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India and Australia plan to begin civil nuclear cooperation talks in March after Canberra agreed last year to open negotiations to export uranium fuel to the energy-hungry South Asian nation.

The two countries will hold the first round of talks in the Indian capital, Indian foreign minister Salman Khurshid said in a statement.

"We shall be commencing negotiations on a Civil Nuclear Energy Cooperation Agreement in March," Khurshid said after discussions with his Australian counterpart, Bob Carr, in the Indian capital.

Australia had earlier refused to sell uranium to India as it has not signed the Nuclear Non-Proliferation Treaty but reversed its stand last October as it sought to improve ties with one of Asia's third biggest economy.

"India is a key part of Australia's future," Carr said.

The two countries have said the formal negotiations could last up to two years.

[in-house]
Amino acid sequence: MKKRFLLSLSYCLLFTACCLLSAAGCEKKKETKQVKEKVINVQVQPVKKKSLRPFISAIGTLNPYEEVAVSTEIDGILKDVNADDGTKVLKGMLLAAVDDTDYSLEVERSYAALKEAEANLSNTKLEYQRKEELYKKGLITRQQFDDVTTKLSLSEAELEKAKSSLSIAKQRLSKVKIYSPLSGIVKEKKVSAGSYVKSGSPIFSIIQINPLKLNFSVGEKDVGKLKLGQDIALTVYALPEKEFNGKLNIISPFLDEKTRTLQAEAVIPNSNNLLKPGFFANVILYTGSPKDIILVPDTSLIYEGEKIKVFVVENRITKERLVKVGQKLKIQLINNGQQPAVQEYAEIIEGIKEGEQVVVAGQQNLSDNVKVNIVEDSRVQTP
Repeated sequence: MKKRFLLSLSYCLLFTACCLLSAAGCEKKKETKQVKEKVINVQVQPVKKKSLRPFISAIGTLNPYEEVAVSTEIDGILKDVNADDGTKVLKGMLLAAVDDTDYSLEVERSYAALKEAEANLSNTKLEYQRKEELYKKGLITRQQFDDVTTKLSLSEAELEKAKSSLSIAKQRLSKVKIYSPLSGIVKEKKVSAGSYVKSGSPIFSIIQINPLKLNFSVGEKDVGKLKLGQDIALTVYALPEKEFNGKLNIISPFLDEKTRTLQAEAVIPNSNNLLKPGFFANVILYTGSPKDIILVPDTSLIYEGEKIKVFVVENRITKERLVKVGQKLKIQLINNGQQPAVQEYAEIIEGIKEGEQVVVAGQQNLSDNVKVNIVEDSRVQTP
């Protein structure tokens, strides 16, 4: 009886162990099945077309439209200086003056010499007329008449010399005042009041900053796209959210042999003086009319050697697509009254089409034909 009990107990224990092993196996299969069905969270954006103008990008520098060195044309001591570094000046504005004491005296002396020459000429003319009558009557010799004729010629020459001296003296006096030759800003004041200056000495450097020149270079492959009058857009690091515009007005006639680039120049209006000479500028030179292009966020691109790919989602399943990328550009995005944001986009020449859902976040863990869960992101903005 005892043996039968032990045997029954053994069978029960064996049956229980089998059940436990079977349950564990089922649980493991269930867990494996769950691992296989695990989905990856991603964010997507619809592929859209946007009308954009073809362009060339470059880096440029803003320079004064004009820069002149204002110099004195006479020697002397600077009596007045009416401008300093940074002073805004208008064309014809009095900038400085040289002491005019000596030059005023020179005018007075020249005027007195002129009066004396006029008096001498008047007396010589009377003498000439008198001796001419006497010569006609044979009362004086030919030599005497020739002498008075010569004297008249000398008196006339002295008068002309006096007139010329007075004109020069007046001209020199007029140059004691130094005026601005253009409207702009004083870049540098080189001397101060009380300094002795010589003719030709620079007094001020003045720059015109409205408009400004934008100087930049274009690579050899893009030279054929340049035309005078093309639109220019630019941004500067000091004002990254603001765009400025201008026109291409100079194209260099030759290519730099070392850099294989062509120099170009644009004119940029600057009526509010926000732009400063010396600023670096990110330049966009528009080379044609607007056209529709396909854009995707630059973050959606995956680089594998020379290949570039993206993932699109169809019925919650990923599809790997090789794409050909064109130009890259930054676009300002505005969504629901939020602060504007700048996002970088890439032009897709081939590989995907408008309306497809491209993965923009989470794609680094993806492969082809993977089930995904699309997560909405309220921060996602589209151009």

New Delhi -- backed by the United States -- won a special exemption in 2008 from the Nuclear Suppliers Group (NSG), which governs global nuclear trade, to allow it to buy reactors and fuel from overseas.

India, which has tense relations with its nuclear-armed neighbour Pakistan, had been subject to a global embargo since the 1970s when it first conducted a nuclear weapons test.

New Delhi has sought to forge close ties with a host of countries with deposits of uranium, including Mongolia, Tajikistan and Canada.

India is heavily dependent on coal and produces less than three percent of its energy from its existing atomic plants. The government hopes to raise the figure to 25 percent by 2050.

Although Australia does not use nuclear power itself, it is the world's third-ranking uranium producer and holds an estimated 23 percent of the world's reserves.

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